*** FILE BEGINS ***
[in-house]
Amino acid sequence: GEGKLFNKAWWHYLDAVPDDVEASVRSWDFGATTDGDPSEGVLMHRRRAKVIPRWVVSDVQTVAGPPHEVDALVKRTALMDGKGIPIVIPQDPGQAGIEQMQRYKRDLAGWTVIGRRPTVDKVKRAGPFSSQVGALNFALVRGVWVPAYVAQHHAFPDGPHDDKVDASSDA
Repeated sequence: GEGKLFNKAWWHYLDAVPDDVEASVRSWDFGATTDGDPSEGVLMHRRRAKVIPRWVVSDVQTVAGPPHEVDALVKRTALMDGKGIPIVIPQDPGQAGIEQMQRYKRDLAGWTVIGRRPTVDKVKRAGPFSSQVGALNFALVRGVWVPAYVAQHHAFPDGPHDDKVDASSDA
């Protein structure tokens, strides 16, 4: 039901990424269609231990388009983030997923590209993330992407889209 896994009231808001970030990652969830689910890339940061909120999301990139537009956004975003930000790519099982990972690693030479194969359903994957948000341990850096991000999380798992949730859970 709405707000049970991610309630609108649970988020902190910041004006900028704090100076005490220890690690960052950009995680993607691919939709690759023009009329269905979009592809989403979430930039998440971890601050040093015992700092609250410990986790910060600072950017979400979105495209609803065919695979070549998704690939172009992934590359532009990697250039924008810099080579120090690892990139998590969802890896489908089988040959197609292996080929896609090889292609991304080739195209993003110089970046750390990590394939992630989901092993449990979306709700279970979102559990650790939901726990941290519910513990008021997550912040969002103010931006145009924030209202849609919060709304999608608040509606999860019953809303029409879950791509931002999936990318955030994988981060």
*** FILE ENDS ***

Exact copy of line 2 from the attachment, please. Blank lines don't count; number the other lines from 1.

Amino acid sequence: GEGKLFNKAWWHYLDAVPDDVEASVRSWDFGATTDGDPSEGVLMHRRRAKVIPRWVVSDVQTVAGPPHEVDALVKRTALMDGKGIPIVIPQDPGQAGIEQMQRYKRDLAGWTVIGRRPTVDKVKRAGPFSSQVGALNFALVRGVWVPAYVAQHHAFPDGPHDDKVDASSDA